Conflict of Interest Statement

The authors declare that the research was conducted in the absence of any commercial or financial relationships that could be construed as a potential conflict of interest.

Acknowledgments

This study was supported by an internal studentship from McGill University Faculty of Medicine to RM; by an ACN Exchange Network grant to JA; by an infrastructure grant from the Canada Fund for Innovation, and by an operating grant from the Natural Sciences and Engineering Research Council to RZ; and by funds from the Fonds de Recherche du Québec Nature et technologies/Société et culture via its funding of the Centre for Research on Brain, Language, and Music.

Supplementary Material

The Supplementary Material for this article can be found online at: https://www.frontiersin.org/article/10.3389/fnins.2015.00174/abstract

Figure S1. Comparison between runs with 9 reversals and runs with 4 reversals. The correlation between the average threshold, which is used in the analysis, and the pitch discrimination difficulty reached at the last trial of the first staircase was assessed. The correlations were highly significant in both groups. Therefore, whether the number of reversals is 9 or 4 in the first staircase does not make a significant difference in the final threshold.

References

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Keywords: transcranial direct current stimulation, auditory pitch learning, pitch discrimination, consolidation, anodal tDCS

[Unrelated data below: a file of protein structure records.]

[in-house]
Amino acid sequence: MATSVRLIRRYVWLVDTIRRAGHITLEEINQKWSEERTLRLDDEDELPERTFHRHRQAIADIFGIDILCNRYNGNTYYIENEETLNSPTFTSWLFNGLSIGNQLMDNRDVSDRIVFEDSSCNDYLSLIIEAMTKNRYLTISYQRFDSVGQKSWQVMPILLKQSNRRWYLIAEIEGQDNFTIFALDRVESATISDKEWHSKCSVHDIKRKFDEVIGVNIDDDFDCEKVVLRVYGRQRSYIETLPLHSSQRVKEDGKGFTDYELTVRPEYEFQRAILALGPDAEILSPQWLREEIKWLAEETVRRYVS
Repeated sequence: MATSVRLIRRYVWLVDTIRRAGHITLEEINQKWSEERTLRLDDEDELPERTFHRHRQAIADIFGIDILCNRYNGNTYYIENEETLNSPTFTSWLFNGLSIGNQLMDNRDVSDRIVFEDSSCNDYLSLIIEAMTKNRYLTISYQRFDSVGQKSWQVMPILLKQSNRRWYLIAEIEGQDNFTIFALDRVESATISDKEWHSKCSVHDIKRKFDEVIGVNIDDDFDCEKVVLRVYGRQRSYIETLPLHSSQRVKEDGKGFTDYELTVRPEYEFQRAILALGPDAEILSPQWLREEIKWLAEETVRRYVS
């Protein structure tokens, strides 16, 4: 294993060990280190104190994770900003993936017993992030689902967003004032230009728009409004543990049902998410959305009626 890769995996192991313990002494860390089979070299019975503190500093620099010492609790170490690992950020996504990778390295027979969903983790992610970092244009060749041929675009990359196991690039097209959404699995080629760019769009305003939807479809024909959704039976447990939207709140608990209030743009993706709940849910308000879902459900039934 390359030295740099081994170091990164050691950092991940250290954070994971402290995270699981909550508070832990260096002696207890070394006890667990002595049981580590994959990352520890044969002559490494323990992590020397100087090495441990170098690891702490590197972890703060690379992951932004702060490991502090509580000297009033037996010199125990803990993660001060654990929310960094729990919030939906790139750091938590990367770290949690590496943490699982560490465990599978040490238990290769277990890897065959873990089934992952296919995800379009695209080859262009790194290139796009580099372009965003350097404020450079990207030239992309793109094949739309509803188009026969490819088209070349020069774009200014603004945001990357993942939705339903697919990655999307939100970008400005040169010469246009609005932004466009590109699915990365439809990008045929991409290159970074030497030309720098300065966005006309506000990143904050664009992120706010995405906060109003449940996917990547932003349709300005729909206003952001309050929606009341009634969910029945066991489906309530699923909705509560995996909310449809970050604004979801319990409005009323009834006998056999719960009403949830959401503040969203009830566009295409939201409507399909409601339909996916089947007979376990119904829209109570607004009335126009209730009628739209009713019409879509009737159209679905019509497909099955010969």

Citation: Matsushita R, Andoh J and Zatorre RJ (2015) Polarity-specific transcranial direct current stimulation disrupts auditory pitch learning. Front. Neurosci. 9:174. doi: 10.3389/fnins.2015.00174

Received: 07 November 2014; Accepted: 28 April 2015;
Published: 18 May 2015.

Edited by:

Jonathan B. Fritz, University of Maryland, USA

Reviewed by:

Elvira Brattico, University of Helsinki, Finland
Huan Luo, Chinese Academy of Sciences, China

Copyright © 2015 Matsushita, Andoh and Zatorre. This is an open-access article distributed under the terms of the Creative Commons Attribution License (CC BY). The use, distribution or reproduction in other forums is permitted, provided the original author(s) or licensor are credited and that the original publication in this journal is cited, in accordance with accepted academic practice. No use, distribution or reproduction is permitted which does not comply with these terms.

*Correspondence: Reiko Matsushita, Montreal Neurological Institute, McGill University, 3801 rue University, Montreal, QC, Canada, reiko.matsushita@mail.mcgill.ca